Future warfare is unlikely to be so forgiving. We should anticipate future adversaries will be equipped and trained to a far higher standard than those encountered over the past two decades, and that they are unlikely to have ROE anywhere near as restrictive as ours.
Our relative advantage is constantly being eroded, but there is much that can be done with the arrival of the F-35 to maintain a capability edge by continuing to focus on high-end force level integration and training and getting the balance of investment right between technology and people.
TRAINING FOR INFORMATION ADVANTAGE
The increased emphasis on information advantage rather than tactical platform superiority has had a profound impact on tactics, techniques and procedures (TTP) in recent years, with transformational change most obvious in the development of advanced training systems to replicate the complexity of the next-generation battlespace.
But an over-reliance on the technical aspects of information exchange still captivates many. It distracts from the role of critical thinking and the importance of education, training and experience in developing the human cognitive function, especially when operating in an environment where communications are degraded or even denied.
In these circumstances it is the neural pathways established in training which provide the essential cognitive foundations to allow humans to build SA and continue to perform in combat operations. So while many commentators still grapple with defence policy and strategy trying to make sense of a rapidly changing context, there is one priority which must remain front and centre in any future investment plan, and that is high-end operational training.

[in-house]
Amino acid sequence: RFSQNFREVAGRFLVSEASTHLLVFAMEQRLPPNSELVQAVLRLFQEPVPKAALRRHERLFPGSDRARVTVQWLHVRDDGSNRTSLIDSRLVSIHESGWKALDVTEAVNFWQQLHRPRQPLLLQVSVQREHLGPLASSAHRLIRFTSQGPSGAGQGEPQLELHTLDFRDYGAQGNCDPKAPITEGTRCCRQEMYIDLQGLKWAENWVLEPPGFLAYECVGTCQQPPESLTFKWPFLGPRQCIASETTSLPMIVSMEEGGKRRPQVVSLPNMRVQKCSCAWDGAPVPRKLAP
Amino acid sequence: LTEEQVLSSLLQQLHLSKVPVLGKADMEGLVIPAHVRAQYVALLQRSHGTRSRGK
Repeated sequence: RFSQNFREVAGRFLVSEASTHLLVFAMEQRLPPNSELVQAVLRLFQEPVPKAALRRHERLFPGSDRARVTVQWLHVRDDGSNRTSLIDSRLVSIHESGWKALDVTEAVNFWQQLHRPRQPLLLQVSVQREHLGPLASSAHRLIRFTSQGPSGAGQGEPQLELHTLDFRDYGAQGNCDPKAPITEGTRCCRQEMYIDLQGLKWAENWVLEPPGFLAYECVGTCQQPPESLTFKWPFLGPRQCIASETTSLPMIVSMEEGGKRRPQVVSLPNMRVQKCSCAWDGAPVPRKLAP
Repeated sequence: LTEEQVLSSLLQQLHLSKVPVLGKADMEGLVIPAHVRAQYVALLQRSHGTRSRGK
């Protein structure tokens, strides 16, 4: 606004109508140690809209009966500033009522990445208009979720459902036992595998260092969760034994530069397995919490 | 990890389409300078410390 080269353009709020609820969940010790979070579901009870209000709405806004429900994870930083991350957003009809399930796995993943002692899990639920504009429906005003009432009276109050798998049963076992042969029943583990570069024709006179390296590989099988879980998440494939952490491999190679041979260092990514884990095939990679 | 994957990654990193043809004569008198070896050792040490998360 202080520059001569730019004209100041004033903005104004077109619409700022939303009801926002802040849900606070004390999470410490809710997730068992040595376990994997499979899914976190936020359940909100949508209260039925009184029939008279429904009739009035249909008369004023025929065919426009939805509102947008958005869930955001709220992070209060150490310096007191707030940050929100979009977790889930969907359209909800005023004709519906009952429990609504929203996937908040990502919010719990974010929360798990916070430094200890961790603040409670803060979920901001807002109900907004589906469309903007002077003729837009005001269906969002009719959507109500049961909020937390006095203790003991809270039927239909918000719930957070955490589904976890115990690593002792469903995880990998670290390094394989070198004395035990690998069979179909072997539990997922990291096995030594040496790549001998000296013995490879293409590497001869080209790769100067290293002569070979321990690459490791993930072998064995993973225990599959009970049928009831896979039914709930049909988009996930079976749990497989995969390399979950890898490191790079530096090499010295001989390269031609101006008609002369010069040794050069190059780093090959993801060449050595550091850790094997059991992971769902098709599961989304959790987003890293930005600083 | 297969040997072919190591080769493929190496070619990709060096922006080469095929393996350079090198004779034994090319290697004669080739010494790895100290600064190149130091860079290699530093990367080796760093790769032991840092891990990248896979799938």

The technical mastery which has characterised the ADF for decades must now translate to the force level, and build a better collective understanding of human factors and SA as an enabler for command and mission success. Introducing complexity into training will require new training range technologies with an insatiable demand for mission data – live and simulated, manned and unmanned – and greater levels of integration with intelligence and ISR systems both in the air and on the ground.
Moreover, it will need to provide new experiences requiring a greater emphasis on human cognition and decision-making in high intensity engagements, and a greater understanding of the critical relationship between people, information and machines in the race to become the first decider.
Speed is an enduring characteristic of air power, and applies as much to the decision-making processes as it does to the weapon systems themselves. The F-35 has been designed from first principles to operate in the complex and ambiguous environment which characterises the information age, prioritising targeting as a process above most others.
And while it can share its information with others across the joint battlespace, it also has the potential to overwhelm humans unfamiliar with the speed and intensity of the high technology warfare that has characterised the evolution of air combat engagements over the past 40 years. The interconnected battlespace is bringing combat support aircraft and the broader joint force into a high speed multi-dimensional fight, where information both enables and deceives at the speed of light, and in quantities not previously imagined.
Ready or not, the F-35 and the future has arrived, and things are about to get a whole lot faster.